Do you have a kitchen garden or is part of your garden designed to bring food to your table? I’ve grown herbs in the past and currently have strawberries growing in a hanging basket on my balcony. Whether you are already growing food or thinking about it, here is a collaborative post on how to perfect your small kitchen garden.
A kitchen garden can work in any size of plot and even if you only have a few square meters to play with, you can get a lot out of your land. The key to success is knowing what will work in your small space and which plants will sit together happily, making the most of your soil.
Though you might think that there is only one way to grow edible plants, in long rows widely sewn, there is actually a more pleasing way you can set out your garden. All you need to do is set aside your preconceptions of what a kitchen garden should be and use a little bit of imagination. Even the weathervane collection from Cuckooland shows how tradition can be modernized!
Vertical Planting: Salad Leaves, Herbs, and Strawberries
When you have a small garden, soil space is likely to be at a premium. But your land isn’t the only way to grow plants: a vertical garden is easy and cheap to achieve with minimal work. You can use upturned palettes to create planting spaces, embed posts into the ground and use frames to hang hanging baskets and fix planters to your garden wall.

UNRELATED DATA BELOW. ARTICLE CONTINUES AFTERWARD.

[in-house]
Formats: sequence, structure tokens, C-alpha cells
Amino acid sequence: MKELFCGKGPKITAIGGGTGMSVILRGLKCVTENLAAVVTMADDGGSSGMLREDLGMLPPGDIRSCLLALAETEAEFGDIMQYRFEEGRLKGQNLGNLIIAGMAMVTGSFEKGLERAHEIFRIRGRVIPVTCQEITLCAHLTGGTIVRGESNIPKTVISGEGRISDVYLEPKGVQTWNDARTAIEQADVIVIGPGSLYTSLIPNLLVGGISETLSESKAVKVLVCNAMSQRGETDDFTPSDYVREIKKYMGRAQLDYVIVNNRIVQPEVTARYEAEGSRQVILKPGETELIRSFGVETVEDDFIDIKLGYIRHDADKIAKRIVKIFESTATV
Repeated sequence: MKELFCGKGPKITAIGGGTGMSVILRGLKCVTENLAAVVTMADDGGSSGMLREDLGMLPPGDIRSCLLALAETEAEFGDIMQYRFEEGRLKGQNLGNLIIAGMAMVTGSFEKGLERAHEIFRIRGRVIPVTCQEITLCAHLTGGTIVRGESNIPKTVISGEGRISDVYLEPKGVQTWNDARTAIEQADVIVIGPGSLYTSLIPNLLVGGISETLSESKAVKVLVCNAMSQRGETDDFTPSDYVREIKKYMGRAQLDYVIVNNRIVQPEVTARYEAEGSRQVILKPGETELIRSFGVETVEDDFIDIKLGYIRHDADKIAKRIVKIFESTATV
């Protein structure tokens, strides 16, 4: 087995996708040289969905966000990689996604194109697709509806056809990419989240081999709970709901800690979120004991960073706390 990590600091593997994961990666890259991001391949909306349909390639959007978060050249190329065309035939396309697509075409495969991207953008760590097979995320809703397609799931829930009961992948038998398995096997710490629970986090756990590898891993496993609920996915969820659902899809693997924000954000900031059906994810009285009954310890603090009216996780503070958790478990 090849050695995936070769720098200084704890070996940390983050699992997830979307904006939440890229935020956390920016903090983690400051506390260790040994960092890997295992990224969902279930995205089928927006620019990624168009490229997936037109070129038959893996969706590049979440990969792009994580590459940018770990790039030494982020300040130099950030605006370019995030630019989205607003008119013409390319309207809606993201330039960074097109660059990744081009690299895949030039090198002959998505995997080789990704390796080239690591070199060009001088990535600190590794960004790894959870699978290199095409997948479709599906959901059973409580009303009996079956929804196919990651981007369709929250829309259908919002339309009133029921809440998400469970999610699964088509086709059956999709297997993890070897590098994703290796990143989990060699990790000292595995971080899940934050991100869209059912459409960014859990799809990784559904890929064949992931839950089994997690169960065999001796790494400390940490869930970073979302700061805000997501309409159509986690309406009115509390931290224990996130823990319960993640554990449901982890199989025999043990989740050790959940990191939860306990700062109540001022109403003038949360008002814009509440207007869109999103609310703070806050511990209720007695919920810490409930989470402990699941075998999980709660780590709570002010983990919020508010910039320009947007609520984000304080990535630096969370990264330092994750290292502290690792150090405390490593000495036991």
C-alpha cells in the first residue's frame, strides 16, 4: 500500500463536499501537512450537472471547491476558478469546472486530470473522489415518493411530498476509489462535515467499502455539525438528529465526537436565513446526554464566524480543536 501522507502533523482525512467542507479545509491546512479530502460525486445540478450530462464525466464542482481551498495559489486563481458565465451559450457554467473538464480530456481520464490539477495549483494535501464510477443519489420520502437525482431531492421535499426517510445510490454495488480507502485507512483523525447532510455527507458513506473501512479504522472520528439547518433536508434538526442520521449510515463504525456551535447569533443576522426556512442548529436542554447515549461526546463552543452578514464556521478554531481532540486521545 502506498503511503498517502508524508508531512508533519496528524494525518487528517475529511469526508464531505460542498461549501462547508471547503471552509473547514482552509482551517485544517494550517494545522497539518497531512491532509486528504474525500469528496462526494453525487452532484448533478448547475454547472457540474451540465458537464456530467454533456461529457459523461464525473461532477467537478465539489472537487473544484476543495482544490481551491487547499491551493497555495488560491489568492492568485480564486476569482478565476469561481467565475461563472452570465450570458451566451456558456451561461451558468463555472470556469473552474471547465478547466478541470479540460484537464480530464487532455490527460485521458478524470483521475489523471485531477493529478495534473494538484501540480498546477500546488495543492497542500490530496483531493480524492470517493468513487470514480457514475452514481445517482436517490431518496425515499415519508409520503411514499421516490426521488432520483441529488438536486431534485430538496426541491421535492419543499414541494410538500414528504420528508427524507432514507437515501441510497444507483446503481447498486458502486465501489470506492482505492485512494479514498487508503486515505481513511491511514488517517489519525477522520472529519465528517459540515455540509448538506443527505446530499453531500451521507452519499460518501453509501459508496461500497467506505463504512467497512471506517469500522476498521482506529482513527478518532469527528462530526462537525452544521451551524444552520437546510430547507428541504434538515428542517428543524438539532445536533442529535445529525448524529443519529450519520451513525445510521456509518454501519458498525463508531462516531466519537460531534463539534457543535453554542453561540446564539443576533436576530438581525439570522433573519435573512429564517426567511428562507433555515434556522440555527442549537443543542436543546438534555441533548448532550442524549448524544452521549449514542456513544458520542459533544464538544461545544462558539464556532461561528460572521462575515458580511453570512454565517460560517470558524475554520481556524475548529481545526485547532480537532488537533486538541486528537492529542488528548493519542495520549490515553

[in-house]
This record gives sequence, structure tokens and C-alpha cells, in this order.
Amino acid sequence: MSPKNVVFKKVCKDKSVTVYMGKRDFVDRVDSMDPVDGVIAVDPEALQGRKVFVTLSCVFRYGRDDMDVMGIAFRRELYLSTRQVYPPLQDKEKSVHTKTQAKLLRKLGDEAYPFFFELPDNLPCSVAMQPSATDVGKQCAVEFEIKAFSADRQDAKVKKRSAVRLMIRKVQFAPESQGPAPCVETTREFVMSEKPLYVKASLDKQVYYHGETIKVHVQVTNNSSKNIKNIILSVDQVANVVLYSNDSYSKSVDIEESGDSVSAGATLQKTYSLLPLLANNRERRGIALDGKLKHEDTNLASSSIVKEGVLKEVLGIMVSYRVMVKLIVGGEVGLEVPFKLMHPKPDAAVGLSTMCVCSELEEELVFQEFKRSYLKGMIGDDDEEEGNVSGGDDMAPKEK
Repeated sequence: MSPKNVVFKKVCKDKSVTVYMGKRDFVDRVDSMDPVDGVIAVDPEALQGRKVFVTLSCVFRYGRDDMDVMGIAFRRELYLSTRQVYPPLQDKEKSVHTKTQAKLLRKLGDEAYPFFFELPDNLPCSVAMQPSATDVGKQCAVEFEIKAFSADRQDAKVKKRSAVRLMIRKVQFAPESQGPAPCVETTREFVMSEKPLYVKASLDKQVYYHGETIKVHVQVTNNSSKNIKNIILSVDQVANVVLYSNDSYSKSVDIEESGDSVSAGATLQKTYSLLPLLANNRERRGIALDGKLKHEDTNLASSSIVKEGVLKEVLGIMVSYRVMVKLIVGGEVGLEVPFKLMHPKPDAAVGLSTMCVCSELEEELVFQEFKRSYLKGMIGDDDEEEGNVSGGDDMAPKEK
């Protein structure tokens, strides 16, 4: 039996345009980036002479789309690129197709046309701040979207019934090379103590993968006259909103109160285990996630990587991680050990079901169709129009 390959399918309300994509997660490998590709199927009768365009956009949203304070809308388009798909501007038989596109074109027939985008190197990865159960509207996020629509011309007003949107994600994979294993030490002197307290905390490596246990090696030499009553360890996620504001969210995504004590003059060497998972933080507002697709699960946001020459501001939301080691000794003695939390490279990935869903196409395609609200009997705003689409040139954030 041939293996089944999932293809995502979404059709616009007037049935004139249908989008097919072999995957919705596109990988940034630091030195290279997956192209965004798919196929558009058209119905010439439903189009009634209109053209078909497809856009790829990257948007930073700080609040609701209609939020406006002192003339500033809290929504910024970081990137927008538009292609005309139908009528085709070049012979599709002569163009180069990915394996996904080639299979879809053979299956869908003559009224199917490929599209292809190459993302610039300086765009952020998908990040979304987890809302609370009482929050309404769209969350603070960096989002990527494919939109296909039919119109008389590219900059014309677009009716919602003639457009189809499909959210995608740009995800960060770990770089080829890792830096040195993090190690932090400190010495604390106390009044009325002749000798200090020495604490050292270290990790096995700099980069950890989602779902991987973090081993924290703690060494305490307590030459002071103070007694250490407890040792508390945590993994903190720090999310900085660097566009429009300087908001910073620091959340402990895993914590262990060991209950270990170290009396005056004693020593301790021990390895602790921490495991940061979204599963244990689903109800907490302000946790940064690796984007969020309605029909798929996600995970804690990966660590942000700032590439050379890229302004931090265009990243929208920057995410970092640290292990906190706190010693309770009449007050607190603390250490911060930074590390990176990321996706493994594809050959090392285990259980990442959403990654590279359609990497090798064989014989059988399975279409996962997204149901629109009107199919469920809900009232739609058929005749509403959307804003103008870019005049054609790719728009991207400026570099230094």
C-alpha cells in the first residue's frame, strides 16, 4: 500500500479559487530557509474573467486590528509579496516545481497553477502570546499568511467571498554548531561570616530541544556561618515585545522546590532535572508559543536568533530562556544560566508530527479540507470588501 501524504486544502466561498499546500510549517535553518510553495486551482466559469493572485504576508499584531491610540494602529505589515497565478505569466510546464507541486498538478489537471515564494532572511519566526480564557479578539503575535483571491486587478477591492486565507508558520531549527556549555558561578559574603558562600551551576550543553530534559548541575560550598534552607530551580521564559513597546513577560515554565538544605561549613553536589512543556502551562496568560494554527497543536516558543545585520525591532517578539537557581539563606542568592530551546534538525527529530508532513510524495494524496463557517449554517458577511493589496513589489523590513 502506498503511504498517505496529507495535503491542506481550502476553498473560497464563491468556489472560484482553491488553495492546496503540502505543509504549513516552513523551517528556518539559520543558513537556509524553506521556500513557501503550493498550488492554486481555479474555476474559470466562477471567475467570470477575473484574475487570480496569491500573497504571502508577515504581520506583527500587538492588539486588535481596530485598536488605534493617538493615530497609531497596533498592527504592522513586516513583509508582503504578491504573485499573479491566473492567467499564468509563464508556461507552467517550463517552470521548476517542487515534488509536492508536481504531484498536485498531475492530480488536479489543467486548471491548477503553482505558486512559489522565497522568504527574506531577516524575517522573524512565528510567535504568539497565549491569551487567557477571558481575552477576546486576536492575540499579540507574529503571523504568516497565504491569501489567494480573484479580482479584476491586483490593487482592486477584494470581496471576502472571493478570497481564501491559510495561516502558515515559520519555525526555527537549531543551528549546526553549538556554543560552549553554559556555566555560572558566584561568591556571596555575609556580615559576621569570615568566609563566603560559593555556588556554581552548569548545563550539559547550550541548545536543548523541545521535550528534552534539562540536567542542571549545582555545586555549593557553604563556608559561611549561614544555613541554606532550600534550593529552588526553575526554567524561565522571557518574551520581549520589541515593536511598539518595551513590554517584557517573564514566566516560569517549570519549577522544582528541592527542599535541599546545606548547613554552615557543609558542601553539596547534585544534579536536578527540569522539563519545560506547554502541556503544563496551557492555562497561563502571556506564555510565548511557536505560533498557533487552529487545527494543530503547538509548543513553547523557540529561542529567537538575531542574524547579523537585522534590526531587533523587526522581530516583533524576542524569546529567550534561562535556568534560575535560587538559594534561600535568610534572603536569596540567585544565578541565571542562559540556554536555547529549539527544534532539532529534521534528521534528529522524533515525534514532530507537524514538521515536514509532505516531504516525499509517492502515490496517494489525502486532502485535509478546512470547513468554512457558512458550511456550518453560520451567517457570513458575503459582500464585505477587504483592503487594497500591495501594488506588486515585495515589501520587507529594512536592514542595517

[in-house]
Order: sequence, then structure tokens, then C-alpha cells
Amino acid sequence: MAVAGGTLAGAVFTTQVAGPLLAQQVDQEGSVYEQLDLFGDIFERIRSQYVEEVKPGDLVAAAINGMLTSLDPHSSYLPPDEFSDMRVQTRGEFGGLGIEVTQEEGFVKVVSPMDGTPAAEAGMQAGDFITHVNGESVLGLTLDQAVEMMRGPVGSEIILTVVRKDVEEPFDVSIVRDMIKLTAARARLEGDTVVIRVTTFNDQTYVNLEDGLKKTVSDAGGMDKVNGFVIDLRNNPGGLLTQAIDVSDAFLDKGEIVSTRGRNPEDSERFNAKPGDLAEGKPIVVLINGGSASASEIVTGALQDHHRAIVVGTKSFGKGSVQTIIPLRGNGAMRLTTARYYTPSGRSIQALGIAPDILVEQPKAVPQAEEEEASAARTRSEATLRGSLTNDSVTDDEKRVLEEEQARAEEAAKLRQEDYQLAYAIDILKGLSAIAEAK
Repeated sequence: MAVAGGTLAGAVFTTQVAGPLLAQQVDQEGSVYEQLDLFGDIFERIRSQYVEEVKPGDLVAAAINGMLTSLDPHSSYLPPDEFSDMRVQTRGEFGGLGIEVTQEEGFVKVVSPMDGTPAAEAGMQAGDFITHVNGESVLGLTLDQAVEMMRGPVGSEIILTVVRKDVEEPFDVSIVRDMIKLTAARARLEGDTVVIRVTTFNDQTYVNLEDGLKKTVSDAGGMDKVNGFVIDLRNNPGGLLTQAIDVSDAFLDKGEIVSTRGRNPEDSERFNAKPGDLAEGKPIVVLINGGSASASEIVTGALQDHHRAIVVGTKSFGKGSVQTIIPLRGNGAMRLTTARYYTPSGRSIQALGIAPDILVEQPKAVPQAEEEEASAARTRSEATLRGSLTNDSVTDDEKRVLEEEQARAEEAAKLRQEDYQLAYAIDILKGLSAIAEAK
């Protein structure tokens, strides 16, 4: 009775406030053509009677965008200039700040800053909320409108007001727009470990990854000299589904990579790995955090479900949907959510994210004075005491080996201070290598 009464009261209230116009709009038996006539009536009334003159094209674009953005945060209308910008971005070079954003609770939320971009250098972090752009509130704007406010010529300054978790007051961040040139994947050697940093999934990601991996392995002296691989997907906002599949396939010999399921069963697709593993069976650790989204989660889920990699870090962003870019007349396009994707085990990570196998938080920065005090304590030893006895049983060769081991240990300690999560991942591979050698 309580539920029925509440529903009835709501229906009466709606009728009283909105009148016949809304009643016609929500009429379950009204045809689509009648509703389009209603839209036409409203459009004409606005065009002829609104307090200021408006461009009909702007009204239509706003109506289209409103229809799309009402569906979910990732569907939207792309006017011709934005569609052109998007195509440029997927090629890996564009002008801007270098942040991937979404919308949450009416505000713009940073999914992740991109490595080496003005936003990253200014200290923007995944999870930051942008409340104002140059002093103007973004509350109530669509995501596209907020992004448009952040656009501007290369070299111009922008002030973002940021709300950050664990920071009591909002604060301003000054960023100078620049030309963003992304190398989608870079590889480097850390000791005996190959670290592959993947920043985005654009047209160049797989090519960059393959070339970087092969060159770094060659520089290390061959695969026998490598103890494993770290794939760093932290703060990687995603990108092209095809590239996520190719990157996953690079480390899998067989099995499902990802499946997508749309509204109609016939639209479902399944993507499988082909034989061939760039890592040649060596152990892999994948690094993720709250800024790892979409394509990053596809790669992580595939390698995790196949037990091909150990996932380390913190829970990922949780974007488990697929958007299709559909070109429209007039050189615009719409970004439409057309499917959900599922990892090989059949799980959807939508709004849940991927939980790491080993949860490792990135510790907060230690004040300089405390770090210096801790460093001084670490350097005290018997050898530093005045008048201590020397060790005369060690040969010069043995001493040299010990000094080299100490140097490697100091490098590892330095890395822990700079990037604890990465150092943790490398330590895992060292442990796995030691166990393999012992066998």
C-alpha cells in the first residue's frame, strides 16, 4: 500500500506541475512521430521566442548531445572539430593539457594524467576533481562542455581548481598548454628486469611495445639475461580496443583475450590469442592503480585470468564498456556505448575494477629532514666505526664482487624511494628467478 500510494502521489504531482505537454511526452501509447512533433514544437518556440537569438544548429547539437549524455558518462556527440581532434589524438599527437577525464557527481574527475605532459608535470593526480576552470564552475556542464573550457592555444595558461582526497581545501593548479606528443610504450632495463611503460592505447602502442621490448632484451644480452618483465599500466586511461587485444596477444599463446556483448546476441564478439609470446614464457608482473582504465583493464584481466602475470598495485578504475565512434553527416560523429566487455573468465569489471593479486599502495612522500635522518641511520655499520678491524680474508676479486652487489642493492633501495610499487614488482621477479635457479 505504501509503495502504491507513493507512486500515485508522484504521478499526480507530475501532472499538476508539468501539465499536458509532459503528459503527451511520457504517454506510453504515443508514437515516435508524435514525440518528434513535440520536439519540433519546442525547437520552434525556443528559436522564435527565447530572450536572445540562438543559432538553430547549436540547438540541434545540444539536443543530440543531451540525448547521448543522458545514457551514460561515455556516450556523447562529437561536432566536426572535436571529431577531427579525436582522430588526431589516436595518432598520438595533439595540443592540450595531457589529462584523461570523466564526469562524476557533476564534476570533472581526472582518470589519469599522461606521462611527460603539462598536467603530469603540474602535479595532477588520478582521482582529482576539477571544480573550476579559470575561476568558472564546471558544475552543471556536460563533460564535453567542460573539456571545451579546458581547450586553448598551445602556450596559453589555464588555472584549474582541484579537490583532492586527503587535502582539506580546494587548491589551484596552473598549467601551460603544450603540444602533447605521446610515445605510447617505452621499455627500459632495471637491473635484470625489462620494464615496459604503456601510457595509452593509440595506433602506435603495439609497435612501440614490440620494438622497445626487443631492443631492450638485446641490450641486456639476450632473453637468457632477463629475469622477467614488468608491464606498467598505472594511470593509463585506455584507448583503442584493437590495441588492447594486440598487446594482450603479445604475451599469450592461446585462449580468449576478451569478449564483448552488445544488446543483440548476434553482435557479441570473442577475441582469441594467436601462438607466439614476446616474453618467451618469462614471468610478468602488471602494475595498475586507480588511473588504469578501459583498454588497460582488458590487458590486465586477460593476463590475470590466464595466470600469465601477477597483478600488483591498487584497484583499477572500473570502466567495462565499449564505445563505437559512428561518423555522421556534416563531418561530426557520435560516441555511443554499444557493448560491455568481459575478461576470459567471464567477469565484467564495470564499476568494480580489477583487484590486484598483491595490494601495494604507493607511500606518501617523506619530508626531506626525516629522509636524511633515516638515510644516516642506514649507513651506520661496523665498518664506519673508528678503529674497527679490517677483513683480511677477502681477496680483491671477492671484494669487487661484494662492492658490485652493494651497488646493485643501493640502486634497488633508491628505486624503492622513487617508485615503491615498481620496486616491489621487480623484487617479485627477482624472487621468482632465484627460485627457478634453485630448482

Salad leaves, herbs, and strawberries are all fine with this vertical arrangement as they have quite shallow roots and aren’t too heavy for your structures. Plus, since they are quite small, when it comes to harvesting, you won’t put your back out reaching up to gather your crops. Hanging baskets are also lovely for flowers like marigolds and chamomile which made delicious herbal tea and homemade remedies.
When planting crops, it seems that there are a lot of rules about creating perfectly straight lines for seeds and only growing one crop at a time. Of course, this is silly and wasteful to the small kitchen gardener and we know that plants can thrive together. All you need to know is which vegetables are happy in each other’s company.
For example, radishes work well with carrots because the radishes will break ground before the carrots, giving them a head start. And, when you are ready to harvest your radishes, you will be giving your carrots a little bit more room to grow as they fluff out. Knowing which plants to pair is also an aesthetic choice, though. As you are presumably not planning to live entirely from your little patch of land, you can create something beautiful and edible all year round.
Image Credit: Pxhere
Don’t be Afraid to Experiment
When you only have a small area, sticking to safe options is very tempting since you know exactly what the results will be every time. But this is a bit boring, isn’t it?
Having a small garden should be about experimenting with different ideas and figuring out new ways to make the most of your resources. Try vertical gardening and see how it works out. Give companion gardening a go to see whether two crops or plants will work well together. Let your imagination run wild.
Have you used any of these methods in your kitchen garden? If not, what do you have growing in your garden that you can use in the kitchen? I would love to know in the comments section below.